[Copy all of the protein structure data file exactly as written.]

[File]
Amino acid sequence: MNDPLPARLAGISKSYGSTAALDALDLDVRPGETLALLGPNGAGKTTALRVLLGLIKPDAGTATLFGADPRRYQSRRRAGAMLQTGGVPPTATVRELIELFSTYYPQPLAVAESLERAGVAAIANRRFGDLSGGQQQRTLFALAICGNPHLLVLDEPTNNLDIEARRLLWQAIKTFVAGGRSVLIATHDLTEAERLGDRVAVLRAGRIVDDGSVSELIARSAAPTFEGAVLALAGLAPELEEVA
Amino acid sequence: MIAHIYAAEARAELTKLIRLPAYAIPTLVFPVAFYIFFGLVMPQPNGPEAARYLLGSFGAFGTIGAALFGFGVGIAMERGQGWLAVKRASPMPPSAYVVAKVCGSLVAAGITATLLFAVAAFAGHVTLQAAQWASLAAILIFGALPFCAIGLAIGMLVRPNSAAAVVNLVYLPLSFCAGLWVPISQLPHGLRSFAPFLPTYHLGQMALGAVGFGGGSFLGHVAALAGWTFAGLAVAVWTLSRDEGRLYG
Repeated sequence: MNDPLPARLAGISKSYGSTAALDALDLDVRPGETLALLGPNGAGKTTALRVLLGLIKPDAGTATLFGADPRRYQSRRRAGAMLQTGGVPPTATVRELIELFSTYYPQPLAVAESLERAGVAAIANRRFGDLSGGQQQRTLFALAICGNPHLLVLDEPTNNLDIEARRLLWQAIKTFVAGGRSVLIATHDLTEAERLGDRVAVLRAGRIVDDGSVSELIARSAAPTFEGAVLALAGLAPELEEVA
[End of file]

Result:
Amino acid sequence: MNDPLPARLAGISKSYGSTAALDALDLDVRPGETLALLGPNGAGKTTALRVLLGLIKPDAGTATLFGADPRRYQSRRRAGAMLQTGGVPPTATVRELIELFSTYYPQPLAVAESLERAGVAAIANRRFGDLSGGQQQRTLFALAICGNPHLLVLDEPTNNLDIEARRLLWQAIKTFVAGGRSVLIATHDLTEAERLGDRVAVLRAGRIVDDGSVSELIARSAAPTFEGAVLALAGLAPELEEVA
Amino acid sequence: MIAHIYAAEARAELTKLIRLPAYAIPTLVFPVAFYIFFGLVMPQPNGPEAARYLLGSFGAFGTIGAALFGFGVGIAMERGQGWLAVKRASPMPPSAYVVAKVCGSLVAAGITATLLFAVAAFAGHVTLQAAQWASLAAILIFGALPFCAIGLAIGMLVRPNSAAAVVNLVYLPLSFCAGLWVPISQLPHGLRSFAPFLPTYHLGQMALGAVGFGGGSFLGHVAALAGWTFAGLAVAVWTLSRDEGRLYG
Repeated sequence: MNDPLPARLAGISKSYGSTAALDALDLDVRPGETLALLGPNGAGKTTALRVLLGLIKPDAGTATLFGADPRRYQSRRRAGAMLQTGGVPPTATVRELIELFSTYYPQPLAVAESLERAGVAAIANRRFGDLSGGQQQRTLFALAICGNPHLLVLDEPTNNLDIEARRLLWQAIKTFVAGGRSVLIATHDLTEAERLGDRVAVLRAGRIVDDGSVSELIARSAAPTFEGAVLALAGLAPELEEVA